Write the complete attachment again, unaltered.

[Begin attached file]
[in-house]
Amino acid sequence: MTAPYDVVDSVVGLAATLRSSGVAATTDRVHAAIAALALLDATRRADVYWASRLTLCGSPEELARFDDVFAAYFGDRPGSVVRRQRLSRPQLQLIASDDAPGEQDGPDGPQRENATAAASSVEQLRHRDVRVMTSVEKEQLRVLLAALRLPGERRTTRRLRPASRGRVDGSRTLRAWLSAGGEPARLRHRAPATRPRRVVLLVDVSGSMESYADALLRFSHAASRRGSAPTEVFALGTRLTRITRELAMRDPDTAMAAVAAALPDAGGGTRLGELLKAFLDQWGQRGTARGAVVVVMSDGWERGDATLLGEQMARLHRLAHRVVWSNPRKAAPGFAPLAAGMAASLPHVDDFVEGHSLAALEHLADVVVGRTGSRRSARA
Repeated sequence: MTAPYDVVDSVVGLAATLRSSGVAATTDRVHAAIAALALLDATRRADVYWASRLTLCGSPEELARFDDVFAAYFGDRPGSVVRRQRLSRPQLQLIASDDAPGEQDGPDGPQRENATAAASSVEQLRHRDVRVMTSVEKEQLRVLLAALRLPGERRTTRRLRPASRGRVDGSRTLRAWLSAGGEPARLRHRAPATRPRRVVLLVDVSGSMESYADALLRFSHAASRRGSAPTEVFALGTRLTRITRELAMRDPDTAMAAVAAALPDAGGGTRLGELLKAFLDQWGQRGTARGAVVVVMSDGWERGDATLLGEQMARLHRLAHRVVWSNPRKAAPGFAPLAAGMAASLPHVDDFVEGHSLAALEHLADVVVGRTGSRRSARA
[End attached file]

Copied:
[in-house]
Amino acid sequence: MTAPYDVVDSVVGLAATLRSSGVAATTDRVHAAIAALALLDATRRADVYWASRLTLCGSPEELARFDDVFAAYFGDRPGSVVRRQRLSRPQLQLIASDDAPGEQDGPDGPQRENATAAASSVEQLRHRDVRVMTSVEKEQLRVLLAALRLPGERRTTRRLRPASRGRVDGSRTLRAWLSAGGEPARLRHRAPATRPRRVVLLVDVSGSMESYADALLRFSHAASRRGSAPTEVFALGTRLTRITRELAMRDPDTAMAAVAAALPDAGGGTRLGELLKAFLDQWGQRGTARGAVVVVMSDGWERGDATLLGEQMARLHRLAHRVVWSNPRKAAPGFAPLAAGMAASLPHVDDFVEGHSLAALEHLADVVVGRTGSRRSARA
Repeated sequence: MTAPYDVVDSVVGLAATLRSSGVAATTDRVHAAIAALALLDATRRADVYWASRLTLCGSPEELARFDDVFAAYFGDRPGSVVRRQRLSRPQLQLIASDDAPGEQDGPDGPQRENATAAASSVEQLRHRDVRVMTSVEKEQLRVLLAALRLPGERRTTRRLRPASRGRVDGSRTLRAWLSAGGEPARLRHRAPATRPRRVVLLVDVSGSMESYADALLRFSHAASRRGSAPTEVFALGTRLTRITRELAMRDPDTAMAAVAAALPDAGGGTRLGELLKAFLDQWGQRGTARGAVVVVMSDGWERGDATLLGEQMARLHRLAHRVVWSNPRKAAPGFAPLAAGMAASLPHVDDFVEGHSLAALEHLADVVVGRTGSRRSARA